Yet, yet, the text is crystal clear: There is a holy purposefulness which wants to give us a new world, new life, new community. In devastated Jerusalem, Jeremiah calls them to dance new dreams on the ruins, because God has promised a new internalized corporate covenant. You know, in the midst of despair, the question of sanity rests on whether or not there is a larger intentionality than our own. If the answer is no, then we are all lost, and who cares? But if there is a larger purpose, then we can become the community of hope, of promise. We can start again, because God has promised new beginning. You see, our hope is not found somewhere in the ashes of our depression and discouragement. No, clearly, our hope is discovered in the character and resolve of God-nothing more and nothing less. "Ring it up!" as the Blazer announcer says. Bank on it. God's fidelity emerges out of God's agony and yearning for God's people. This is our God. Look at their situation. This pledge of newness on God's part exploded into the darkness of devastation, precisely when there was not any evidence of newness anywhere to be seen. That is our God. Do you get it? It means we do not have to believe that the present circumstance is God's last word on our destiny. There is a larger intentionality than our own. That is God's promise.

We encounter that promise, that intentionality most fully in Jesus, the living dynamic Word of God, enfleshed. The Greeks come, wanting to see Jesus. I do too. We all do. And at that point, Jesus announces the hour having arrived for the Son of Man to be glorified. Give me a break-humiliation, alienation, crucifixion as glorification? Surely not if that was to be all. That would only add to the ashes of human depression and discouragement, grimly confirming reality as we assume it to be. But that was not to be God's purposefulness. True holy glorification did come, unexpectedly, in the way that man/God suffered and died, in the powerlessness, in the "my God, my God, why have you forsaken me?", in the poured out compassion. The new of God stunningly emerged, to be written on human hearts, our hearts, carved deeply, life-changingly.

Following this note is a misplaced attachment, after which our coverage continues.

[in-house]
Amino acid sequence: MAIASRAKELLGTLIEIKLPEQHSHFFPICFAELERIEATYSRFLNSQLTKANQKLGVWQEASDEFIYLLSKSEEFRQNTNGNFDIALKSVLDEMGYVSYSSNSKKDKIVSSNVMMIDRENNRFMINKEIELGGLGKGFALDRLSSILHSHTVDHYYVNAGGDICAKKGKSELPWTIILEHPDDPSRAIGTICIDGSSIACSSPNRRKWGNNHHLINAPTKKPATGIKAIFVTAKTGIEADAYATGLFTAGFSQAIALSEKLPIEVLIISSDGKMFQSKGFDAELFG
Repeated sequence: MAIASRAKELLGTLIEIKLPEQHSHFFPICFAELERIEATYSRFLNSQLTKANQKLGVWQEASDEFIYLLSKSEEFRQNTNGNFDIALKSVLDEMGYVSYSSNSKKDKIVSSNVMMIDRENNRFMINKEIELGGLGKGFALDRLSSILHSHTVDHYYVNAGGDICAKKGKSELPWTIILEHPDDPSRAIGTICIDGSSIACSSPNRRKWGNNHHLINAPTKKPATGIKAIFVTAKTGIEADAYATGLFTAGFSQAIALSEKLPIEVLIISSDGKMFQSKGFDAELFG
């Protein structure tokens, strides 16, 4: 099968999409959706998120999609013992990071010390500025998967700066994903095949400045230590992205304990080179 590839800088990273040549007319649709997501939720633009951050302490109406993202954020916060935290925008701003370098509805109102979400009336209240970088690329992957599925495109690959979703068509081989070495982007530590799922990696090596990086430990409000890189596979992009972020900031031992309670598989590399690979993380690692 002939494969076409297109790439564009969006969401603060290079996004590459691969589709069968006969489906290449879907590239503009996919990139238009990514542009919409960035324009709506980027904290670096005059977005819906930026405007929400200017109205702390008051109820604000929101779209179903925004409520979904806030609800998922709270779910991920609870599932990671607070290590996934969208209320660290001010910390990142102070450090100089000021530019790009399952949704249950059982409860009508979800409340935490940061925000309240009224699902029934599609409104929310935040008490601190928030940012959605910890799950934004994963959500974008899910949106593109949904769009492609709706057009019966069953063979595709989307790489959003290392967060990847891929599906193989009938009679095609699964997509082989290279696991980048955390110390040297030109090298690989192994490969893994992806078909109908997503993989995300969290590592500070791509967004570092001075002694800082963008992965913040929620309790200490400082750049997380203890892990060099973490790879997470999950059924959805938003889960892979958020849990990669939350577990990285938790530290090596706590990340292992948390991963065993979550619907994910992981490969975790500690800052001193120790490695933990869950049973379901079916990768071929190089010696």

"They will be my people, and I will be their God." Imagine God, the God of wondrous creation, the God of incalculable compassion, saying that to us. "They will be my people, those people sitting right there at Westminster, yes, the ones paying attention and the ones distracted by so much in life, the ones going through the religious motions and the ones who love me already, the ones who doubt I exist and are searching, the ones deeply troubled and the ones delighted with life itself-all of them, they will be my people; and guess what? I will be their God. I choose to be their God. I love them so much I want to be their God. And notice, all of you sitting there: What I am talking about is not otherworldly, nor is it private. Always when I deal with you, I also deal with the corporate, with economics, with justice. Your relationship with me is surely personal, but it is never private, because I have made you to live in community with each other, to need each other, to enjoy each other. I am the God of all people, and care deeply about what happens. This is my new covenant with you. I have demonstrated my promise to you in Jesus the beloved. In his life, in his brokenness and poured-outness, I have shown you my heart and my promise. Trust him. Trust me. Live accordingly. In so doing, you will be my people, and I will be your God." A purposefulness, an intentionality other than our own that trusts the impossibilities that exist in the heart of God-this is our way of life in Christ Jesus. What wonder. What adventure. My People; our God. Amen.